Arts Revival

The Oak Cliff Society of Fine Arts is getting back to its roots in an effort to raise an estimated $300,000 needed to fix the roof of its clubhouse, which is known as the Turner House.

By the time the Oak Cliff Society of Fine Arts first organized in artist Frank Reaugh’s Lake Cliff studio in 1926, the mansion at 401 N. Rosemont had seen better days. The 1912 house, which was one of the first in Winnetka Heights, still had beauty. But its time as a grand estate that hosted lavish garden parties had passed. And by World War II, it had been converted to a boarding house.

As the old mansion sagged, the arts society flourished, growing to some 600 members by the 1940s.

“They were trying to raise the level of awareness of art in Oak Cliff,” says Jan Doherty, the society’s board secretary. “They sponsored art shows, and they held lectures, and they would hire artists to come give instruction.”

The society moved in 1938 to the Marsalis Avenue home of Mrs. E.P. Turner, who willed it to the group. The state of Texas bought that house in 1959 to build Interstate 35, and the society purchased the mansion on Rosemont.

By 2001, membership had dwindled to a few elderly women. The clubhouse was all but dilapidated, and the women of the Oak Cliff Society of Fine Arts decided to dissolve and sell the Turner House.

But before they voted, James Prothro organized a group of Oak Cliff residents who wanted to revive the society and preserve the old mansion. Since then, they’ve replaced the front porch, remodeled the kitchen and added new lighting and paint to the main ground-floor room.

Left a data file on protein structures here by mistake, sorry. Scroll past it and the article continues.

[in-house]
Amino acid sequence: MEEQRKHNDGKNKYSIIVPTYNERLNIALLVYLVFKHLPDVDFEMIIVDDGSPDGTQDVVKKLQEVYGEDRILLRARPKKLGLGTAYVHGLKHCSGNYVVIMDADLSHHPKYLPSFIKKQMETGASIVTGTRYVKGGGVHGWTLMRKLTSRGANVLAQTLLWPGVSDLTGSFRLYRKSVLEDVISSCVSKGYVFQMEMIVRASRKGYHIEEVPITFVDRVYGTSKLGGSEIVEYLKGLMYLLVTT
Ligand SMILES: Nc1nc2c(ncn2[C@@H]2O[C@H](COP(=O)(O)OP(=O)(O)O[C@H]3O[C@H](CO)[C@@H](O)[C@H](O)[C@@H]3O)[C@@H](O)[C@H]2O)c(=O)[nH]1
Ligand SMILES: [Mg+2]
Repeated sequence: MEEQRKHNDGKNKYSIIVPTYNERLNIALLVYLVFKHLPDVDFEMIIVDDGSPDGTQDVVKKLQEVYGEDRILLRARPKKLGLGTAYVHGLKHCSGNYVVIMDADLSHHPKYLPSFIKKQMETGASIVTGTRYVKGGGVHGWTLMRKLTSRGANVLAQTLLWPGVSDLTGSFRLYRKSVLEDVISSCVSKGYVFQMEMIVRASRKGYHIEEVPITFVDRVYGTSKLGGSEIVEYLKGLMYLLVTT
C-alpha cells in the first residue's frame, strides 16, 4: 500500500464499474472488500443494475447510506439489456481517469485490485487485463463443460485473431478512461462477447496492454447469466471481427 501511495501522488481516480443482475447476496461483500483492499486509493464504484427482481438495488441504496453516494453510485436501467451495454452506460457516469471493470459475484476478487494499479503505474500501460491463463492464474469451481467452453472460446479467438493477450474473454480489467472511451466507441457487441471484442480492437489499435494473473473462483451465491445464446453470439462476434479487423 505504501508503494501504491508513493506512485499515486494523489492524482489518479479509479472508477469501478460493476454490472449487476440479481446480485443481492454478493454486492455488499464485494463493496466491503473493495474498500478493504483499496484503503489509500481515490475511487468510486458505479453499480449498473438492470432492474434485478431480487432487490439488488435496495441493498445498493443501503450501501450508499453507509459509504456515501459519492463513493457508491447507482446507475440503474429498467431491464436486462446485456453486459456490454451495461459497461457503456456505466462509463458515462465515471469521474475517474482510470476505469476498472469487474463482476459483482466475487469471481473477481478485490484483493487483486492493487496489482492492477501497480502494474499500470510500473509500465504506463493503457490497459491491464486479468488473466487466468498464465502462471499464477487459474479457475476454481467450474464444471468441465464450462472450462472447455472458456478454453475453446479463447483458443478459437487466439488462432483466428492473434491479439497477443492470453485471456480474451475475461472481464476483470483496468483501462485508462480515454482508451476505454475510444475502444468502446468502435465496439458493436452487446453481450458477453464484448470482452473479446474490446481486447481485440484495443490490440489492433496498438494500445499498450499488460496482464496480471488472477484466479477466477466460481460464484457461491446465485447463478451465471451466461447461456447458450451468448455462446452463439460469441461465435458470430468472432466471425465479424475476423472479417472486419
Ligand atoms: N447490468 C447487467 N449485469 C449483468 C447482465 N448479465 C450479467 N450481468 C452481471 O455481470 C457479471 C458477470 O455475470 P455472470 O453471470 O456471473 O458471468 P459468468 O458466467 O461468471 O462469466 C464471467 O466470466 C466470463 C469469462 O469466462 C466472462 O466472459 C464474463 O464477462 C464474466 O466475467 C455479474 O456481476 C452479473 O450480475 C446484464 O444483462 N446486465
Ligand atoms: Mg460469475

Now they have to replace the roof. Water seeped into the rafters and attic, and the repairs are estimated to cost $300,000.
“It’s a historic building, so you have to hire the right person to do the work,” Doherty says.

The Turner House makes money from meetings and special events, but most of the proceeds are used to pay property taxes, keep the lights on and otherwise maintain the building. As a result, the society needs donations to complete the roof repairs, and they’ve turned to the group’s original mission to raise funds.

On Sept. 14, the society launches a monthly Salon Series. The idea is for artists and arts experts to enlighten society members, Oak Cliff residents and others about topics spanning the arts.

The Sept. 14 lecture is presented by Winnetka Heights resident Kevin Sloan, a visiting professor at the University of Texas at Arlington School of Architecture. His lecture is titled “A View from Modern Architecture.”

On Oct. 8, Chris Barker of Winnetka Heights will discuss “A Feast of Italian Opera,” wherein the operatic tenor performs hits by composers such as Verdi and Puccini and gives a narrative of the stories of the operas, singers and composers.

“We really want to open up the Turner House to the community,” says Kenda North, a society board member organizing the series.

For the past eight years, the society has focused on its clubhouse. But now the group is ready to shift toward more artistic endeavors, Daugherty says.

“We wanted to do something that would be reasonably priced and cover a variety of areas in the arts,” Daugherty says.
The group’s Thursday night meetings are from 7:30-9 p.m., and the cost is $10 for members and $15 for non-members, including drinks and snacks.

TURNER HOUSE SALON SERIES
When/ Thursday, Sept. 10, 7:30-9 p.m.

Where/ 401 N. Rosemont

 

What/ “A View from Modern Architecture” by Kevin Sloan, a Winnetka Heights resident and visiting professor at the UT Arlington School of Architecture

 

Why/ To raise money for repairs to the Turner House, including a new roof, estimated at $300,000

How much/ $10 for Oak Cliff Society of Fine Arts members and $15 for non-members


WANT MORE?
Click to sign up for the Advocate's weekly news digest and be the first to know what’s happening in Oak Cliff.